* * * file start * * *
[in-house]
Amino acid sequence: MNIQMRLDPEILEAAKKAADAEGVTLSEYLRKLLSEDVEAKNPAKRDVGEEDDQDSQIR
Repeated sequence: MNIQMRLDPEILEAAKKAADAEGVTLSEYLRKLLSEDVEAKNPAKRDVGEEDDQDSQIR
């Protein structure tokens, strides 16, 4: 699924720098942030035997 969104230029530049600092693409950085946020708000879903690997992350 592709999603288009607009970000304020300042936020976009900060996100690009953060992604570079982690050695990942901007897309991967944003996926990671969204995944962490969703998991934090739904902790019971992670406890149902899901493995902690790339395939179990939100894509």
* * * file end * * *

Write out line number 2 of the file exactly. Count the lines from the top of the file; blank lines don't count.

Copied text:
Amino acid sequence: MNIQMRLDPEILEAAKKAADAEGVTLSEYLRKLLSEDVEAKNPAKRDVGEEDDQDSQIR